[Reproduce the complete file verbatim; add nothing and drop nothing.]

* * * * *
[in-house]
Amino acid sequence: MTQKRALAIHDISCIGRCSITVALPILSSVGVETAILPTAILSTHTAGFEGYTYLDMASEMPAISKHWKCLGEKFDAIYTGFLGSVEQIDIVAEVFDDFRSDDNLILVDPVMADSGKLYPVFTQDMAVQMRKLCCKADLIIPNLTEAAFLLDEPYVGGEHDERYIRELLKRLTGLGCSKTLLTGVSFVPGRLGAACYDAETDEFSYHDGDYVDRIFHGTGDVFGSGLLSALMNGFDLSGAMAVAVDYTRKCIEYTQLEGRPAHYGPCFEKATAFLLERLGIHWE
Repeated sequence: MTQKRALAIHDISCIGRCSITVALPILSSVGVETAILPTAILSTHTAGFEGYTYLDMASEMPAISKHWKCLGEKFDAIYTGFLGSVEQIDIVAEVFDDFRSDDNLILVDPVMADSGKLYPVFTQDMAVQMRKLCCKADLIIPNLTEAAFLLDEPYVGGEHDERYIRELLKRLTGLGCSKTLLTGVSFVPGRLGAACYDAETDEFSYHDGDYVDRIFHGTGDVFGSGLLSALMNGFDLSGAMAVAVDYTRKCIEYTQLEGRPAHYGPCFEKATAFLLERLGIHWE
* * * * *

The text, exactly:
[in-house]
Amino acid sequence: MTQKRALAIHDISCIGRCSITVALPILSSVGVETAILPTAILSTHTAGFEGYTYLDMASEMPAISKHWKCLGEKFDAIYTGFLGSVEQIDIVAEVFDDFRSDDNLILVDPVMADSGKLYPVFTQDMAVQMRKLCCKADLIIPNLTEAAFLLDEPYVGGEHDERYIRELLKRLTGLGCSKTLLTGVSFVPGRLGAACYDAETDEFSYHDGDYVDRIFHGTGDVFGSGLLSALMNGFDLSGAMAVAVDYTRKCIEYTQLEGRPAHYGPCFEKATAFLLERLGIHWE
Repeated sequence: MTQKRALAIHDISCIGRCSITVALPILSSVGVETAILPTAILSTHTAGFEGYTYLDMASEMPAISKHWKCLGEKFDAIYTGFLGSVEQIDIVAEVFDDFRSDDNLILVDPVMADSGKLYPVFTQDMAVQMRKLCCKADLIIPNLTEAAFLLDEPYVGGEHDERYIRELLKRLTGLGCSKTLLTGVSFVPGRLGAACYDAETDEFSYHDGDYVDRIFHGTGDVFGSGLLSALMNGFDLSGAMAVAVDYTRKCIEYTQLEGRPAHYGPCFEKATAFLLERLGIHWE